The United States military in Afghanistan has launched air raids against the Taliban.
The air raids, according to the US military was aimed at supporting Afghan government forces amid heavy fighting in the southern Helmand province.
Fierce battles broke out in recent days after the Taliban attacked several security outposts on the outskirts of the provincial capital of Lashkar Gah.
“The US conducted several targeted strikes in Helmand across the past two days to defend allied Afghan troops as they came under attack by the group’s fighters,” military spokesman Colonel Sonny Leggett said on Twitter on Monday October 12, 2020.
“The Taliban need to immediately stop their offensive actions in Helmand Province and reduce their violence around the country. It is not consistent with the US-Taliban agreement and undermines the ongoing Afghan Peace Talks,” Leggett’s tweet said, quoting General Scott Miller, the commander of the US forces in Afghanistan.
The aerial attacks marked a rare military intervention by the US since it signed in February an agreement with the Taliban aimed at ending Washington’s longest war.
The document signed in Qatar’s capital, Doha, provides for the withdrawal of foreign forces from Afghanistan in exchange for security guarantees from the armed group, and a pledge to sit down with the Kabul administration to find a peaceful settlement to decades of war.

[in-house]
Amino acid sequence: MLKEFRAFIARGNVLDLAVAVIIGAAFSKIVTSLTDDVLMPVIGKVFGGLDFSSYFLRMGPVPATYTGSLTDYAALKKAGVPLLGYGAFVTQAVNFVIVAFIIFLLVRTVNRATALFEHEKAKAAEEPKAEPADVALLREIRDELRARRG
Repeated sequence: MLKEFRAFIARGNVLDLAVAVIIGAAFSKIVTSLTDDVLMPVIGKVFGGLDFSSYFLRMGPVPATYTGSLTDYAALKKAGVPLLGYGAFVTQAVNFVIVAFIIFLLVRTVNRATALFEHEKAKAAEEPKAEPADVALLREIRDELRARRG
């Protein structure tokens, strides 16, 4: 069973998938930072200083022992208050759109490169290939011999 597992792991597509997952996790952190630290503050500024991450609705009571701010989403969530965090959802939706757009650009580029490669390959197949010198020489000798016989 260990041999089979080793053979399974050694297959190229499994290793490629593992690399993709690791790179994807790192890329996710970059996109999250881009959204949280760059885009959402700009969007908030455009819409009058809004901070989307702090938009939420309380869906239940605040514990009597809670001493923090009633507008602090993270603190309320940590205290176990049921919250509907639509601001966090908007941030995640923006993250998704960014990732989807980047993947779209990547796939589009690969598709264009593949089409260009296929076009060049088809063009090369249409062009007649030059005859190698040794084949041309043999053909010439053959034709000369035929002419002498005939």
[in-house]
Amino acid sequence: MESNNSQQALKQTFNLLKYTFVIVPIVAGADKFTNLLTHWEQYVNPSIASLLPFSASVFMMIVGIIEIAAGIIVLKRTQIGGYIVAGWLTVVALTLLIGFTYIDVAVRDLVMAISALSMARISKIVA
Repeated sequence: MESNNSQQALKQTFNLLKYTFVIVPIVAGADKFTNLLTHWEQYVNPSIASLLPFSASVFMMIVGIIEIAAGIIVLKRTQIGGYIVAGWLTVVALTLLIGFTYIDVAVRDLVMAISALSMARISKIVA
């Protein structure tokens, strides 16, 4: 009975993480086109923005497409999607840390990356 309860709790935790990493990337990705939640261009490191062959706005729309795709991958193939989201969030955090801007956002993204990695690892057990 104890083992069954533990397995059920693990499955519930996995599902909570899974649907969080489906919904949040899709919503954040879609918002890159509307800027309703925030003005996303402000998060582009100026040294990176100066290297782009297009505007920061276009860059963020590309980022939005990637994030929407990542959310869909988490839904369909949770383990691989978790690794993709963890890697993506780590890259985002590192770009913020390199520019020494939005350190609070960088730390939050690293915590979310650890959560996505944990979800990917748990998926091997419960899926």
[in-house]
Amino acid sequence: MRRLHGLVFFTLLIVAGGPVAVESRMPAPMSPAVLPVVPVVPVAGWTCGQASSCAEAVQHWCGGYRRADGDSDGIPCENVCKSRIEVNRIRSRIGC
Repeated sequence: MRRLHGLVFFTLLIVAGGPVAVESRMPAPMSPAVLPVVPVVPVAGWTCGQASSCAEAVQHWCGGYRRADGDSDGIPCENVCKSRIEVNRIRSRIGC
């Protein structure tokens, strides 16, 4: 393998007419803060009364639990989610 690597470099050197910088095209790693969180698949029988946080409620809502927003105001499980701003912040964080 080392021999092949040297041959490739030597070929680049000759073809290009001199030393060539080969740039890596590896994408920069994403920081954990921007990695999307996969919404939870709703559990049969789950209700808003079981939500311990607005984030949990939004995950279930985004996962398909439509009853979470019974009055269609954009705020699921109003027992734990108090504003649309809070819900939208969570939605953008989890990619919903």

After months of delays, these “historic” intra-Afghan talks kicked off in Doha in September but fighting has continued.
Omer Zwak, spokesman for the provincial governor in Helmand, said Taliban fighters had started their coordinated attacks in different parts of the province over the past week and that these had intensified over the weekend.
“The Taliban have destroyed several bridges over the main highway, so the highway is closed right now and no one can travel,” said Zwak.
Helmand’s police chief General Khalil-ur-Rahman Jawad told reporters that “tactical measures have been taken to prevent casualties, but security will soon be restored.”
Taliban spokesman Zabihullah Mujahid said the areas taken over by the group had been wrested from their control a few months earlier. “No new changes have occurred,” he said on Twitter.